Early in the 1960s I declared to my draft board that I was a Conscientious Objector and they resisted my desire to change my draft status tooth and nail. Together we went through an arduous legal process that involved the FBI, the Justice Department, and much turmoil in my family and friends in Texas where I lived at the time. I eventually won and set out to do my two years of alternative service (to military service) as an orderly at the Beth Israel Hospital in Boston. As much as anything else, I think my decision was based on the death of my best friend from childhood, Jamie Dewar, who died in a car crash at sixteen. I have written numerous poems about this time in my life, including the one here.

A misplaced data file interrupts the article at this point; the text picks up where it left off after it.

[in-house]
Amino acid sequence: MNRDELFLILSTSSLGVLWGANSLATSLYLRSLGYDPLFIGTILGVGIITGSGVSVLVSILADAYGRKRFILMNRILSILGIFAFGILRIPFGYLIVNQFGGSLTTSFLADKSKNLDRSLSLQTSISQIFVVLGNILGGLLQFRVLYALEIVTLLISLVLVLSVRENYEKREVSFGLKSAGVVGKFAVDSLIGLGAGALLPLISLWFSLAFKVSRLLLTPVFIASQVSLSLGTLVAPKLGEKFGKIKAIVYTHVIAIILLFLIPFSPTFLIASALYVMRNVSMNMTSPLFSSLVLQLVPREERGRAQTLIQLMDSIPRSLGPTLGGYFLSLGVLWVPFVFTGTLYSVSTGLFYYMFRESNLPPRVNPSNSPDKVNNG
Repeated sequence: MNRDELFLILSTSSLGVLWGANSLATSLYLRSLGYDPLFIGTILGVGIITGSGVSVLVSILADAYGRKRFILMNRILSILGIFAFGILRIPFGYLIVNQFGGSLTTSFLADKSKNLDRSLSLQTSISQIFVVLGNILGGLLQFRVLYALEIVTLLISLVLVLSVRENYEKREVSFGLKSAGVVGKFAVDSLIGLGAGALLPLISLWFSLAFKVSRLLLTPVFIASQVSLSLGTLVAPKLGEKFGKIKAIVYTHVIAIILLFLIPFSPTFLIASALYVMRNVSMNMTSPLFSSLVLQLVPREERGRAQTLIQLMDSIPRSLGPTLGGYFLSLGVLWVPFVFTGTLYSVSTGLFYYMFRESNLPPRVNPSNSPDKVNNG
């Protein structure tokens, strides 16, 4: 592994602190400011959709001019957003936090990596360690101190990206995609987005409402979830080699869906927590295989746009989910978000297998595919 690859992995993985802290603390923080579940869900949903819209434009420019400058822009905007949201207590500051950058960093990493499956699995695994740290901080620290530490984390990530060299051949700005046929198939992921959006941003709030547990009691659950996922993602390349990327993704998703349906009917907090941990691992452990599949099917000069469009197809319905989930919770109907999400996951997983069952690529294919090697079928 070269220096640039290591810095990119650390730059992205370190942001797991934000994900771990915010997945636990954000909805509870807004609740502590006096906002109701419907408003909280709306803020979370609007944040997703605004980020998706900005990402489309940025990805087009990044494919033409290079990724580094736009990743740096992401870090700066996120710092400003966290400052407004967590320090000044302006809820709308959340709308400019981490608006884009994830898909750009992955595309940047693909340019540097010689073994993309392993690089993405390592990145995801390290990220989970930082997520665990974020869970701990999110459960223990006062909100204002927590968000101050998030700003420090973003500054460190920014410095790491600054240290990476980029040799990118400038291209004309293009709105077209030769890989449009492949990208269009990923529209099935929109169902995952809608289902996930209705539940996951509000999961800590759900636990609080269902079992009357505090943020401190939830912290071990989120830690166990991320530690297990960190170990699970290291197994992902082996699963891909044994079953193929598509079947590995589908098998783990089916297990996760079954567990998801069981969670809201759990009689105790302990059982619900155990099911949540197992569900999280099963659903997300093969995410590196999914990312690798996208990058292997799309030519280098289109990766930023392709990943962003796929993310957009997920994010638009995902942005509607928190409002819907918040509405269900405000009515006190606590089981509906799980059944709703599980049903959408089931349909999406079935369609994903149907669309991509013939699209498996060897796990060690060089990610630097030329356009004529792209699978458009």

When I caught my first trout, cleaned, cooked, and ate it with my father on a stream bank in Colorado, I remember fingering the lace of bones joining head to tail, that soft white tree upon which the fish's life In military school when it rained they showed us World War II training films: how to recognize syphilis, how to dig a proper foxhole, and how to be a sniper: which enemy when three are waling single file My long descent into trouble with family, friends, and my draft board began on that rainy afternoon as I watched the cross hairs of the sniper's rifle enclose each man's head and explode it. I could only imagine each man as someone like myself, a kid, his best stories unlived, still spread out ahead of him in that field, or hidden among the branches
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